Baking with almond flour

A bag of Bob’s Red Mill almond meal/flour found its way into my shopping cart recently.  I love almonds (almost as much as I love ginger), and the thought of almondy muffins, coffeecakes, and cookies made me look past the $12/lb price tag.  I wanted to tear into it immediately and start baking, except I can’t seem to find any tasty-sounding recipes.

Do a web search for “almond flour recipes” and you’ll be launched into the world of low-carb, gluten-free, and specialty diet baking.  Aside from classic French recipes for almond pastries, I didn’t find almond flour muffin or cake recipes that include almond flour and typical baking ingredients.  I don’t want to use agave syrup or “evaporated cane juice” or bulk Splenda; I like good ol’, grown-and-processed-in-Louisiana granulated cane sugar.  I’m not gluten-sensitive, so I don’t want to use xanthan gum.  I happen to like my locally farmed Smith’s Creamery butter, so I don’t want to use imported coconut oil.  What to do, then, with my aromatic almond flour?

When in doubt, wing it.  I decided to substitute almond flour for a portion of the wheat flour in a proven recipe.  My jumping-off point, Peach Coffeecake, is found on page 69 of Whole Grain Baking, published by King Arthur Flour.  It’s too early for Louisiana peaches, but I did have a package of frozen raspberries on hand, so additional improvisation ruled the day.  The resulting cake perfumed the kitchen as it baked.  Tender and moist, it had a puddingy texture, almost like a raspberry-almond spoonbread.  Perfect for a starring role at breakfast,  it’s pretty enough for dessert, thanks to the raspberry stripes running throughout.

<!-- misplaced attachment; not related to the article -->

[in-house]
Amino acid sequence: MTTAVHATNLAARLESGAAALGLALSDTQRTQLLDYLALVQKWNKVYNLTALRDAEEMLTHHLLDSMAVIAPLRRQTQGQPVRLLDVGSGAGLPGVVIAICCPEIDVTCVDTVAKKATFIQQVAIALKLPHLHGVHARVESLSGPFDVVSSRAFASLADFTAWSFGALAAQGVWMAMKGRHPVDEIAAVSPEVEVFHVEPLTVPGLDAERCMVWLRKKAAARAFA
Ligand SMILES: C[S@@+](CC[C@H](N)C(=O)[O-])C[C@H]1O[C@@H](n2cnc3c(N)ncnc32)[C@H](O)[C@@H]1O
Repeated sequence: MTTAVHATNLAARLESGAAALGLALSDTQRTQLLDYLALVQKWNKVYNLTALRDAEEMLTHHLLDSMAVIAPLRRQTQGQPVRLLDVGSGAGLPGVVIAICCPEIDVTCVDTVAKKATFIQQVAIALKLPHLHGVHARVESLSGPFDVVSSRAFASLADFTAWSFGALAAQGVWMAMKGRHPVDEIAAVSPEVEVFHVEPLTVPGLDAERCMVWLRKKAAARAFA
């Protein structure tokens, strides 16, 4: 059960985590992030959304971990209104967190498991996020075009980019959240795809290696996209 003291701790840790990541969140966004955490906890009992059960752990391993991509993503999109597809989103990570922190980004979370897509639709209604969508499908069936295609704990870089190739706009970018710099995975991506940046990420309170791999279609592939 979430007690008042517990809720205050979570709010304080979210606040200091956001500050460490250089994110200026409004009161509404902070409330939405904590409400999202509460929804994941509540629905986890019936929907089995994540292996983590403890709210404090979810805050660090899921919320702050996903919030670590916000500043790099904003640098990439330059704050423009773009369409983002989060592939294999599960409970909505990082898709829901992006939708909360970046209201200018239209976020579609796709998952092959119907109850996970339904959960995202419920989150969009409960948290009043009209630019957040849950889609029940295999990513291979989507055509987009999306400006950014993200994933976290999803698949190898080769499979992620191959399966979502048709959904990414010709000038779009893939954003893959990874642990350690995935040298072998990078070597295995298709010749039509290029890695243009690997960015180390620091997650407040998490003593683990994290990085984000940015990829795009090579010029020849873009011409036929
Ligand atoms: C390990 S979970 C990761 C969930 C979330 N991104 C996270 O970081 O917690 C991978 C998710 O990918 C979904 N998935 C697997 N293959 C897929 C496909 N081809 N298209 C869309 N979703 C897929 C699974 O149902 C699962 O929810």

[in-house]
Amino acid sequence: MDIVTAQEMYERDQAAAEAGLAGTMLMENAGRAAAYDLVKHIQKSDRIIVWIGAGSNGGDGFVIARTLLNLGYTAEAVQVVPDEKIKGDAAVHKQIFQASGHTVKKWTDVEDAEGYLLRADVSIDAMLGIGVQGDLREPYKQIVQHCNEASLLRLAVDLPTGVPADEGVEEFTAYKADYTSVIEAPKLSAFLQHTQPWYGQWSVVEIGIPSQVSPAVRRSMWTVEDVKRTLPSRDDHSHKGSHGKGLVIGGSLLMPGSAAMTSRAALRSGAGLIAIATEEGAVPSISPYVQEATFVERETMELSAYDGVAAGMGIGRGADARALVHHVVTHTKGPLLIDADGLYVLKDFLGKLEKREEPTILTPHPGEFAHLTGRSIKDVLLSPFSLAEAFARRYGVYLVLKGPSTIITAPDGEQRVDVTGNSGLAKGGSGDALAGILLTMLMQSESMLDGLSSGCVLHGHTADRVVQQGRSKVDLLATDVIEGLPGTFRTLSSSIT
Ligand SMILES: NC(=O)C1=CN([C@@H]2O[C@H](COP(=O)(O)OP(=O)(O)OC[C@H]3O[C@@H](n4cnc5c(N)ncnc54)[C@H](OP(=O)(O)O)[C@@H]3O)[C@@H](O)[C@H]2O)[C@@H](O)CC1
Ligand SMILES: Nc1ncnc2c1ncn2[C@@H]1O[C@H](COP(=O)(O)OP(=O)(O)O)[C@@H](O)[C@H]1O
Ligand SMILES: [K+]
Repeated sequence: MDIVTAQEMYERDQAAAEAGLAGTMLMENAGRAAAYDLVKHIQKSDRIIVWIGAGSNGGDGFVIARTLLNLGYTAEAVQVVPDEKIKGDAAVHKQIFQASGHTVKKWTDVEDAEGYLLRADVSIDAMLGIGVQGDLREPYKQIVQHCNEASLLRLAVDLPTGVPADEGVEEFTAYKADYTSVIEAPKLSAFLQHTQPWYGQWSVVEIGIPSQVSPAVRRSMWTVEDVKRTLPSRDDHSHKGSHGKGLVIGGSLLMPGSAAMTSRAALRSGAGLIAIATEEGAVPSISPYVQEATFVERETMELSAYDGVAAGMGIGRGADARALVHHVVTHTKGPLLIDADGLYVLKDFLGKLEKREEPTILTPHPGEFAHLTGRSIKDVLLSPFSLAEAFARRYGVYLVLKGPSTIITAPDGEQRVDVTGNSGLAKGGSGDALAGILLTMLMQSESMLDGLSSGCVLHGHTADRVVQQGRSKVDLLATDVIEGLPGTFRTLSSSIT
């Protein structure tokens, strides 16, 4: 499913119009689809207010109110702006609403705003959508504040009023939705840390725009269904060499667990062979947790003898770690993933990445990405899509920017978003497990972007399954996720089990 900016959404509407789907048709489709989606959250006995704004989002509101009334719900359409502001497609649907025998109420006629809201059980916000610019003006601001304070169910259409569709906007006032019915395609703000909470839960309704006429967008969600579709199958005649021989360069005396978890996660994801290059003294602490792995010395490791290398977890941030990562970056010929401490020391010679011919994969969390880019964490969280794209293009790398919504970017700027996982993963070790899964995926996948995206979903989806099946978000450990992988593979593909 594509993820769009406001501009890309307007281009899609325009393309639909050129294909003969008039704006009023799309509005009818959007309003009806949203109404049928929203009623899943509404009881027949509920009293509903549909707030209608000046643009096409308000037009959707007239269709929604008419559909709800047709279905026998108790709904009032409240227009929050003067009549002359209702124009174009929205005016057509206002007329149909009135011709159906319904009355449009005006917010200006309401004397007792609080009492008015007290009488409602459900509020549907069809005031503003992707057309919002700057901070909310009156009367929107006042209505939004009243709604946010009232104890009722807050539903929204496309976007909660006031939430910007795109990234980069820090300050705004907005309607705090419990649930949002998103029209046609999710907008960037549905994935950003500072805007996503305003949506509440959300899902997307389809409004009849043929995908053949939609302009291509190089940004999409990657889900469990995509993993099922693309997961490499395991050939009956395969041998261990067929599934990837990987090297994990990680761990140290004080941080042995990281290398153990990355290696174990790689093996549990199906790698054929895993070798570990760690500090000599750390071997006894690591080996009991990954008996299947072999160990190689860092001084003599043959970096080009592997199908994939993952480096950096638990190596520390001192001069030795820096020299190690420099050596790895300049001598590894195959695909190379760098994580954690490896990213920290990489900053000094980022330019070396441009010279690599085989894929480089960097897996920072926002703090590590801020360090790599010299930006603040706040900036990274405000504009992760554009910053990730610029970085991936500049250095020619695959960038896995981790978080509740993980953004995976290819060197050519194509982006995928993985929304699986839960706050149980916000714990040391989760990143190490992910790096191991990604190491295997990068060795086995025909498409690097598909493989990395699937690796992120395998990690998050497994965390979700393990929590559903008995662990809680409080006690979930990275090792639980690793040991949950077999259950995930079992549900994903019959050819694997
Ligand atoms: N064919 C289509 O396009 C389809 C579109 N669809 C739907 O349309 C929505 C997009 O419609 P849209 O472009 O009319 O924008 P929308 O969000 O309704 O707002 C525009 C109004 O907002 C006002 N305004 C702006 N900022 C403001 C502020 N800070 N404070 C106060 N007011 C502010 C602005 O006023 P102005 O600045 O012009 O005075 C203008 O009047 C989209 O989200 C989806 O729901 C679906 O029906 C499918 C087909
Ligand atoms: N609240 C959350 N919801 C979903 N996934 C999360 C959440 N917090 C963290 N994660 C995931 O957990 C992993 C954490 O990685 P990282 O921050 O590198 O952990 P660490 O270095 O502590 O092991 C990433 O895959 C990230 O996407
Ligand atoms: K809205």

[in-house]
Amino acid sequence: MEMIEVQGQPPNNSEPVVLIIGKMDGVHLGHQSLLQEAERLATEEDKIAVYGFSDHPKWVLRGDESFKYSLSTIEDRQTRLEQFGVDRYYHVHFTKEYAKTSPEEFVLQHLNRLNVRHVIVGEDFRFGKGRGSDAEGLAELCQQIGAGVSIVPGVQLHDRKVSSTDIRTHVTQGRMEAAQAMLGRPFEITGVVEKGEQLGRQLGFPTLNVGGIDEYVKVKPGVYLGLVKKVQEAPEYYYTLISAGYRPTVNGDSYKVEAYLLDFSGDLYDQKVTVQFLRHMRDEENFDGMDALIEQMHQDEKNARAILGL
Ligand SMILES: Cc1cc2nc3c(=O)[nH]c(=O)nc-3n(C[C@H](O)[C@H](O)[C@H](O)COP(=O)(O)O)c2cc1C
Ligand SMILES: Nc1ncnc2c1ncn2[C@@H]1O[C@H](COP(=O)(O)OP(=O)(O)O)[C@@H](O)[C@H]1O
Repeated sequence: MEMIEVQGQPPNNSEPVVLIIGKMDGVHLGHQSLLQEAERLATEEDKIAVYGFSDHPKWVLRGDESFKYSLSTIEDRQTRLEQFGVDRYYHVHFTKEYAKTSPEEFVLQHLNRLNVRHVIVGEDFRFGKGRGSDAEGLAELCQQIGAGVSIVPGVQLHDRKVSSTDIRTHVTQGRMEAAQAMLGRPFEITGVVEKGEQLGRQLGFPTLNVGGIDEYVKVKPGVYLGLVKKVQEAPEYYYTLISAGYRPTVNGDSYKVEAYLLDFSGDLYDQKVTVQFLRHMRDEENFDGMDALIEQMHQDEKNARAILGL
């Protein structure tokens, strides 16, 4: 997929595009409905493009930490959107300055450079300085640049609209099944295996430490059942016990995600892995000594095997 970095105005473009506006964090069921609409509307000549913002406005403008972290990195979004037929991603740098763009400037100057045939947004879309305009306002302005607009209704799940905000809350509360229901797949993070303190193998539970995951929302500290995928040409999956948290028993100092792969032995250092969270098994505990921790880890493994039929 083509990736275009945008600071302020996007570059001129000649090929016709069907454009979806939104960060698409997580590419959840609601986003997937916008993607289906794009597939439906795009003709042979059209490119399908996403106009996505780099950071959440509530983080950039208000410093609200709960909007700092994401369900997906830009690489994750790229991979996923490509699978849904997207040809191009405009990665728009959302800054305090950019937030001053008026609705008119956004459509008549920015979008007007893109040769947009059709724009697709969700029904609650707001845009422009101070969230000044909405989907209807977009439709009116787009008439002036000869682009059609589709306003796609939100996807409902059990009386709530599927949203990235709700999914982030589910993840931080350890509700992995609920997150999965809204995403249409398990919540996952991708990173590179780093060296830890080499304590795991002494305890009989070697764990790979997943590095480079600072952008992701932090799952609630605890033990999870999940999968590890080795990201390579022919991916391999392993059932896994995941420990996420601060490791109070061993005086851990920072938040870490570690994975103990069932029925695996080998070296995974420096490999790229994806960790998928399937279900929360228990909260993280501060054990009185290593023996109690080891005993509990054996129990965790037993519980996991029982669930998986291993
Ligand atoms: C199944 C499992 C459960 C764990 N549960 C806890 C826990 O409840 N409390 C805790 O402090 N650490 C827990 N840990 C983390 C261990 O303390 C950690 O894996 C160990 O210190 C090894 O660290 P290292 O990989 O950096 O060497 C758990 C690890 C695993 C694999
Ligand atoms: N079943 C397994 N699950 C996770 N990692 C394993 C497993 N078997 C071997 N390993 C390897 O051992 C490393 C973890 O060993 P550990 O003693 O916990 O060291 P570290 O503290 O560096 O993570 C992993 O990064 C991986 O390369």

UPDATE:  this coffeecake definitely improved over time.  After the first day, the raspberries’ jammy moisture suffused the cake, reminescent of the best bread pudding.

Raspberry-ginger almond flour coffeecake

  • Cake
    • 1-1/2 cups white whole wheat flour
    • 1/2 cup all purpose flour
    • 1/2 cup almond meal or flour
    • 1 tsp baking soda
    • 1 tsp salt (omit if using salted butter)
    • 1/2 cup butter
    • 1 cup sugar
    • 1 large egg
    • 2/3 cup 0% fat greek yogurt
    • 1/3 cup milk
    • 1 tsp vanilla extract
    • 1-12 oz package frozen raspberries, thawed & drained
  • Streusel
    • 2 T butter, softened
    • 1/2 cup sugar
    • 1 T all purpose flour
    • 1-3 tsp powdered ginger (3 tsp will yield a noticeably hot crumb topping)

Heat oven to 350 degrees.  Grease & flour a 9 by 13 inch baking pan.  In a medium bowl, stir together dry ingredients:  flours, baking soda, and salt (if using).  In a separate bowl, cream butter and sugar together until light in color; beat in egg, scraping sides of bowl frequently.  Add dry ingredients to the butter mixture one-third at a time, alternating with the vanilla, milk and yogurt.  Gently fold in the drained raspberries; do not over-stir, or the berries will break apart.  Spread the batter into the prepared pan.  To make the streusel topping, combine butter, sugar, flour, and ginger in a small bowl, stirring until coarse crumbs form.  Sprinkle crumbs evenly atop the batter.  Bake for 50-60 minutes, until a cake tester inserted into the center of the cake comes out clean and the top is dark golden-brown.   (Baking time will vary according to the amount of liquid in the raspberries.)  Cool slightly before cutting into squares.

6 thoughts on “Baking with almond flour

  1. Isn’t almond flour the base of French macarons? I know you’ve done them before, but maybe you could do them again? And save a few for me? I adore macarons.

  2. Pingback: More baking with almond flour « Bouillie

  3. I’d really like to try this recipe. I’m wondering if it would work in the form of muffins or if they cake is really too tender. What do you think?

    • Frankly, the cake might work better as muffins. Definitely reduce the baking time a bit, and you might want to increase the temp by 25 degrees.

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